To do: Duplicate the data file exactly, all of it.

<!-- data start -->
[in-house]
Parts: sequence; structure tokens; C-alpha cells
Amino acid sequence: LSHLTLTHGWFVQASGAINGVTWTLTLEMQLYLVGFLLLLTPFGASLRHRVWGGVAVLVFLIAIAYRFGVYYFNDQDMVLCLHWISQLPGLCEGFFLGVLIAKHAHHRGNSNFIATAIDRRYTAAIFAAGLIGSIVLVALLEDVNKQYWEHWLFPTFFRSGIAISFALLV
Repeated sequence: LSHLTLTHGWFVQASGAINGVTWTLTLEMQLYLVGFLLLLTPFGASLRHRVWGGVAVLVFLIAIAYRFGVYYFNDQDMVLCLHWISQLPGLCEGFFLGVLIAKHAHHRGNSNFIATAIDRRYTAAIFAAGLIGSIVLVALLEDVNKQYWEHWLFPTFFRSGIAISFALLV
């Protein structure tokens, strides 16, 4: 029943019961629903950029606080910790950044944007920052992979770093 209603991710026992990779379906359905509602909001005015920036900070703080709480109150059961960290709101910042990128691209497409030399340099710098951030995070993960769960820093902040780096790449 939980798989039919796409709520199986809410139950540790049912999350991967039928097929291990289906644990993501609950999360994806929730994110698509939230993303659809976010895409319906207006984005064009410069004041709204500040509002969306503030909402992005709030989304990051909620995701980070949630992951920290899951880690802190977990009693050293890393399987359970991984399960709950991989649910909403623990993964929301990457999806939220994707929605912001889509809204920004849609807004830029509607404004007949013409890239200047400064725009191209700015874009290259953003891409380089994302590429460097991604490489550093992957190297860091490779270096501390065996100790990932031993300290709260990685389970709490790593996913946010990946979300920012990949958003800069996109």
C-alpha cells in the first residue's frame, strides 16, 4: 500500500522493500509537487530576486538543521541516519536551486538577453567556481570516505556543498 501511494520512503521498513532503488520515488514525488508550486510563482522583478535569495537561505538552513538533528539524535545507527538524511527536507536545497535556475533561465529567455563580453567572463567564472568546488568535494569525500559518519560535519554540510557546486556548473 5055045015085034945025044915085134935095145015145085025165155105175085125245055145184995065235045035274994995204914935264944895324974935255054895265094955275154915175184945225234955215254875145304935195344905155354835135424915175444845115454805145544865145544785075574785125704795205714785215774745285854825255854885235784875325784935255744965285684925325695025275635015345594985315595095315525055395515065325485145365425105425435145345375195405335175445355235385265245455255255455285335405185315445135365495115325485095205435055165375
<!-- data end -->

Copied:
[in-house]
Parts: sequence; structure tokens; C-alpha cells
Amino acid sequence: LSHLTLTHGWFVQASGAINGVTWTLTLEMQLYLVGFLLLLTPFGASLRHRVWGGVAVLVFLIAIAYRFGVYYFNDQDMVLCLHWISQLPGLCEGFFLGVLIAKHAHHRGNSNFIATAIDRRYTAAIFAAGLIGSIVLVALLEDVNKQYWEHWLFPTFFRSGIAISFALLV
Repeated sequence: LSHLTLTHGWFVQASGAINGVTWTLTLEMQLYLVGFLLLLTPFGASLRHRVWGGVAVLVFLIAIAYRFGVYYFNDQDMVLCLHWISQLPGLCEGFFLGVLIAKHAHHRGNSNFIATAIDRRYTAAIFAAGLIGSIVLVALLEDVNKQYWEHWLFPTFFRSGIAISFALLV
């Protein structure tokens, strides 16, 4: 029943019961629903950029606080910790950044944007920052992979770093 209603991710026992990779379906359905509602909001005015920036900070703080709480109150059961960290709101910042990128691209497409030399340099710098951030995070993960769960820093902040780096790449 939980798989039919796409709520199986809410139950540790049912999350991967039928097929291990289906644990993501609950999360994806929730994110698509939230993303659809976010895409319906207006984005064009410069004041709204500040509002969306503030909402992005709030989304990051909620995701980070949630992951920290899951880690802190977990009693050293890393399987359970991984399960709950991989649910909403623990993964929301990457999806939220994707929605912001889509809204920004849609807004830029509607404004007949013409890239200047400064725009191209700015874009290259953003891409380089994302590429460097991604490489550093992957190297860091490779270096501390065996100790990932031993300290709260990685389970709490790593996913946010990946979300920012990949958003800069996109």
C-alpha cells in the first residue's frame, strides 16, 4: 500500500522493500509537487530576486538543521541516519536551486538577453567556481570516505556543498 501511494520512503521498513532503488520515488514525488508550486510563482522583478535569495537561505538552513538533528539524535545507527538524511527536507536545497535556475533561465529567455563580453567572463567564472568546488568535494569525500559518519560535519554540510557546486556548473 5055045015085034945025044915085134935095145015145085025165155105175085125245055145184995065235045035274994995204914935264944895324974935255054895265094955275154915175184945225234955215254875145304935195344905155354835135424915175444845115454805145544865145544785075574785125704795205714785215774745285854825255854885235784875325784935255744965285684925325695025275635015345594985315595095315525055395515065325485145365425105425435145345375195405335175445355235385265245455255255455285335405185315445135365495115325485095205435055165375